Gaming the Electric Car Chase

As the four front-runners sprint around the track, some favorites could end up in the dust.

WILLIAM WEST/AFP/Getty Images
WILLIAM WEST/AFP/Getty Images
WILLIAM WEST/AFP/Getty Images

CHINA

Size of the bet: $15 billion by 2020

Strategy: Beijing has set wildly ambitious targets for its car companies, demanding that they put 500,000 electric cars on the road by the end of 2011, three to four years ahead of their U.S. competitors. The country is also luring foreign innovators with cheap manufacturing -- in exchange for invaluable intellectual property.

CHINA

Size of the bet: $15 billion by 2020

Strategy: Beijing has set wildly ambitious targets for its car companies, demanding that they put 500,000 electric cars on the road by the end of 2011, three to four years ahead of their U.S. competitors. The country is also luring foreign innovators with cheap manufacturing — in exchange for invaluable intellectual property.

Why it could win: Because it really, really wants to.

Why it might not: Brains. Virtually all the leading battery-development scientists in the world live elsewhere, and China doesn’t hold any of the patents for today’s most cutting-edge technologies.

JAPAN

Size of the bet: $6.8 billion in subsidies for electric and high-efficiency vehicles

Strategy: Japan’s car companies have partnered with local electronics giants, aiming to seize the new market for both batteries and electric cars.

Why it could win: Because it’s winning today. Japan figured out the future of battery-powered locomotion before anyone else: The country’s companies launched the first version of today’s lithium-ion battery and sold 43 percent of them last year.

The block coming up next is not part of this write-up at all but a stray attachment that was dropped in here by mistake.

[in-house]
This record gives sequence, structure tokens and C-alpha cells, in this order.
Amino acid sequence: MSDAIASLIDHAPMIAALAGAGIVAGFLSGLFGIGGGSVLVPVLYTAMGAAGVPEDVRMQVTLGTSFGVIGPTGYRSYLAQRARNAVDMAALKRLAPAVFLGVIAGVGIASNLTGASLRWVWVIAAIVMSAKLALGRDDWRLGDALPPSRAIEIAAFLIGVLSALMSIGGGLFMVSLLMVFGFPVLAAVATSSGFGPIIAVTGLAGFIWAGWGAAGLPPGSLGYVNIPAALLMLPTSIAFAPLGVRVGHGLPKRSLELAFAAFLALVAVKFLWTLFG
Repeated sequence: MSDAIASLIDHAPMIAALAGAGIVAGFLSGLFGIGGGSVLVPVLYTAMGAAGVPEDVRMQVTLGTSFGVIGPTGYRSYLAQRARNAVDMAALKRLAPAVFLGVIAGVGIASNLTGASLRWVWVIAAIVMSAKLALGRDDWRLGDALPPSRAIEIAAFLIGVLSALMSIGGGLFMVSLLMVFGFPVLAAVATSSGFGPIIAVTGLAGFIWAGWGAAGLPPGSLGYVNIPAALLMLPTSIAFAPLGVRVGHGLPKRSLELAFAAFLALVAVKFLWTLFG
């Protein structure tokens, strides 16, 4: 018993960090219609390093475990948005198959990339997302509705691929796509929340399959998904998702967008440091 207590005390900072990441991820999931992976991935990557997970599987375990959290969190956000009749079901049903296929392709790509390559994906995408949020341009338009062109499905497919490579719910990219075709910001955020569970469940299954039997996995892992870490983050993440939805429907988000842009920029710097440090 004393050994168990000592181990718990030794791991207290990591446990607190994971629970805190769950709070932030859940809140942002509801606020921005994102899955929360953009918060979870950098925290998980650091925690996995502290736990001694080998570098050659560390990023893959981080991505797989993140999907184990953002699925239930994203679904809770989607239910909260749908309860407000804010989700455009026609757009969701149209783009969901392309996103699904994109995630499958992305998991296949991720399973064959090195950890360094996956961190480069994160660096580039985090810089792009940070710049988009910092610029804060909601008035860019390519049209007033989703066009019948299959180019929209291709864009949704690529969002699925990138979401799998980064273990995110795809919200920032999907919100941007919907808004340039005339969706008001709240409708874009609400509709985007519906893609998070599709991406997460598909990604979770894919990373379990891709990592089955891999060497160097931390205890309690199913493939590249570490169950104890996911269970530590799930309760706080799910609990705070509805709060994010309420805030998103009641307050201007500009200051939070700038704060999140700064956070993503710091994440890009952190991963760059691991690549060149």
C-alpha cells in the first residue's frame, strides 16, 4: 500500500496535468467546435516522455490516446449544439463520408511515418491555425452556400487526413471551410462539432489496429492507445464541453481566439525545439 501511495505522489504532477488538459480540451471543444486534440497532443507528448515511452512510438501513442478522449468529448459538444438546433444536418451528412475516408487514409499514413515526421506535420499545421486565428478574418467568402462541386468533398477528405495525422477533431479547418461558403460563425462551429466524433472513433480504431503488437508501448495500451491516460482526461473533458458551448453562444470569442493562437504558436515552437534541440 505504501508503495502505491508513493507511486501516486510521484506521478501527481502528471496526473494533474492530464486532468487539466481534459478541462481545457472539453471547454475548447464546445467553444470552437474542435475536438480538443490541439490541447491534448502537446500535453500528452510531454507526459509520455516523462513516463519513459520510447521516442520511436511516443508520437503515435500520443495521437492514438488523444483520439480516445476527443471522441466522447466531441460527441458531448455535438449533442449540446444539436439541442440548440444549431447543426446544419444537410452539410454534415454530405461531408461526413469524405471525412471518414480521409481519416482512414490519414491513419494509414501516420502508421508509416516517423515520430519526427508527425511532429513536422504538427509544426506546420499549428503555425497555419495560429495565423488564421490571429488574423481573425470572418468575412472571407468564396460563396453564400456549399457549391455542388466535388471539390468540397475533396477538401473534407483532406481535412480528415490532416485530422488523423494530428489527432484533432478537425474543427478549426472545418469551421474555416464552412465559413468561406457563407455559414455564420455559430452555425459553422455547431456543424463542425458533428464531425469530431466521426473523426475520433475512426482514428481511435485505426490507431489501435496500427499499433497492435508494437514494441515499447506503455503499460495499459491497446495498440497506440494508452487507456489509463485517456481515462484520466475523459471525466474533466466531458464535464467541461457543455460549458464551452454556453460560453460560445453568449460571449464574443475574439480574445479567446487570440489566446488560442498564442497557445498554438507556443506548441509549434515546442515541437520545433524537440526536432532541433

Why it might not: Japan has a relatively small domestic consumer base and relies on exports — leaving the country at the mercy of Chinese and American trade protectionism, which has proved a stumbling block before.

SOUTH KOREA

Size of the bet: $12.5 billion over the next decade

Strategy: Unlike the other big three, South Korea isn’t expending much effort on building hybrid and electric cars — its companies have a single-minded focus on winning the battery game.

Why it could win: South Korea has a record of needling its way into Japanese markets. In 2005, South Korean companies began to crack the Japanese hegemony over consumer electronics such as flat-screen televisions. Industry analysts see a similar future unfolding in advanced batteries.

Why it might not: Japan has a record of figuring these things out first.

THE UNITED STATES

Size of the bet: $27 billion in loan guarantees and grants

Strategy: The U.S. government is pumping money into joint ventures between domestic car companies and foreign battery manufacturers. Its stimulus bill also poured billions for battery work into the government’s elite research laboratories.

Why it could win: Because it has to. The United States badly needs a new platform for economic growth. History counts for something, too: Every major battery breakthrough of the last 100 years has originated in the United States.

Why it might not: Have you visited Detroit lately? The American manufacturing base is a thing of the past.

Andrew Swift is an editorial researcher at Foreign Policy.

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